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David Cameron’s oddballs

7 September 2012

4:43 PM

7 September 2012

4:43 PM

I’m coming to the conclusion that the character of the Cameron government is the inversion of the Brown government. During the dying days of New Labour there was a snarling, socially dysfunctional Prime Minister whom most of the electorate found deeply unappealing. But around Gordon Brown was a group of Cabinet ministers who were really pretty impressive and, well, normal. Alistair Darling, Jacqui Smith, James Purnell, Andy Burnham, Ruth Kelly (remember her?), Alan Johnson, Yvette Cooper: these are all people who it was possible to imagine having  a chat or a drink with in the local pub (or perhaps wine bar).  I could go on.

The inverse is true with this government. David Cameron is socially adept and genuinely charming. Whether it is an act or not, he does good normal. At a senior level the Labour Party knows Cameron is the government’s biggest asset and remain in slight awe of him, much as the Tories were in awe of Blair in opposition. But who are those strange oddballs he surrounds himself with? Does he not realise how these people seem outside Toryworld?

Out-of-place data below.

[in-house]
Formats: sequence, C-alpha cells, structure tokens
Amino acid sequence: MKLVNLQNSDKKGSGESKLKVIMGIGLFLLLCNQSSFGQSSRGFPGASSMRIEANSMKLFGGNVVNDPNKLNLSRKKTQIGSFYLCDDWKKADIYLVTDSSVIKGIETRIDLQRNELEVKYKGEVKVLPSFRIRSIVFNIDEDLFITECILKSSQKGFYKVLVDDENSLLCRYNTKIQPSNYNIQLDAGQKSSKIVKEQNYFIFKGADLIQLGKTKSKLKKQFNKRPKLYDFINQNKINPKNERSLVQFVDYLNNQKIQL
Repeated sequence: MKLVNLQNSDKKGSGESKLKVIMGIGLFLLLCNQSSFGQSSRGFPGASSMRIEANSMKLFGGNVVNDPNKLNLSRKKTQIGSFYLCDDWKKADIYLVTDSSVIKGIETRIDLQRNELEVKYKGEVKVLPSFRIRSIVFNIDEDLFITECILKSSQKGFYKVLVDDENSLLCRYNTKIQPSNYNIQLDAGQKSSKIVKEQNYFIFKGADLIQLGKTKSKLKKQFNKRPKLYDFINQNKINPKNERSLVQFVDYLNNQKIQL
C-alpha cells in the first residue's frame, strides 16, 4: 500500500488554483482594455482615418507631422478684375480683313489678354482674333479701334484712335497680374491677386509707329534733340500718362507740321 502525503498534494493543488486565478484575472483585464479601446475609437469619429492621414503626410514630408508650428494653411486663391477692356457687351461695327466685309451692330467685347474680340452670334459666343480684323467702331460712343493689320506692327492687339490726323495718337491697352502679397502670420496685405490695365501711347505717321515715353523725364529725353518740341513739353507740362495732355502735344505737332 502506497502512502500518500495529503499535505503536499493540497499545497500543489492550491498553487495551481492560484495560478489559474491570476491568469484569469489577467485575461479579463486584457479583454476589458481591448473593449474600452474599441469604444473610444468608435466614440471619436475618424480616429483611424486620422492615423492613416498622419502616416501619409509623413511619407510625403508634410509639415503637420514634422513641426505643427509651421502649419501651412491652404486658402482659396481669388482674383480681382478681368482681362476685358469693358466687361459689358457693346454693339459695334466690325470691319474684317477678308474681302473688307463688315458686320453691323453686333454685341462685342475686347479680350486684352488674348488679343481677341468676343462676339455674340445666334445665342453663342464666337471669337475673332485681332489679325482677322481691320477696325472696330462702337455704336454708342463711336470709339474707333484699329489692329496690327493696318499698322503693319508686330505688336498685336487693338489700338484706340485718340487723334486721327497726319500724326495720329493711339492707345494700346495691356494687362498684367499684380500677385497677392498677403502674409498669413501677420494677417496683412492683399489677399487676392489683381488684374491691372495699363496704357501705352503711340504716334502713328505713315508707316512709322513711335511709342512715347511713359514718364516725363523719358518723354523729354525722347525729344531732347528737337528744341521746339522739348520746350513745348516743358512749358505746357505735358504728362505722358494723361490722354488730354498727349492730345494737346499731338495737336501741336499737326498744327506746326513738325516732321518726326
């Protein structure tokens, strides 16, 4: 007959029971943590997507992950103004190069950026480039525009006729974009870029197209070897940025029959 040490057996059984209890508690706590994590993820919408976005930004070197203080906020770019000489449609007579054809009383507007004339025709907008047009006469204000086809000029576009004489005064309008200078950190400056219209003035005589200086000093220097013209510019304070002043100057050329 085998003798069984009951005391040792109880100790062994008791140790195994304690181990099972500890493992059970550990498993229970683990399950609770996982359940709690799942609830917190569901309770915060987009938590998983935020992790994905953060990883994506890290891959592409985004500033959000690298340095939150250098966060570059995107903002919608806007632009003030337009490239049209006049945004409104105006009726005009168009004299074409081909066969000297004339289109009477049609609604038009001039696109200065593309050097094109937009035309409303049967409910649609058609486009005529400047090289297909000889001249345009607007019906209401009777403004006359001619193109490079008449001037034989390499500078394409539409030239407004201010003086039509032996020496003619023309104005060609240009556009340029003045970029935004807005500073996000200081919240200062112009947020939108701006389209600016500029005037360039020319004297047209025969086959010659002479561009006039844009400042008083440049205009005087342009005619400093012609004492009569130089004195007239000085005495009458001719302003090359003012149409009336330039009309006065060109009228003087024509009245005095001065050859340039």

The two main beneficiaries of the reshuffle represent the twin poles of Tory unattractiveness. The smug grin of Jeremy Hunt has become emblematic of the government’s patrician core, while Chris Grayling (known to Lib Dem colleagues as Voldemort) fizzes with Thatcher-era thuggishness. The defeminisation of the Cabinet has the effect of giving it the feel of an all-boys’ school. As any school teacher will tell you, girls have a civilising effect on a classroom of adolescent boys. The same is true of senior politicians. The blogosphere (another arena suited to bullying boys) is full of stories of “hysterical” female ministers failing to take their sackings or demotions with equanimity. This is playground stuff. Bring back the grown-ups.

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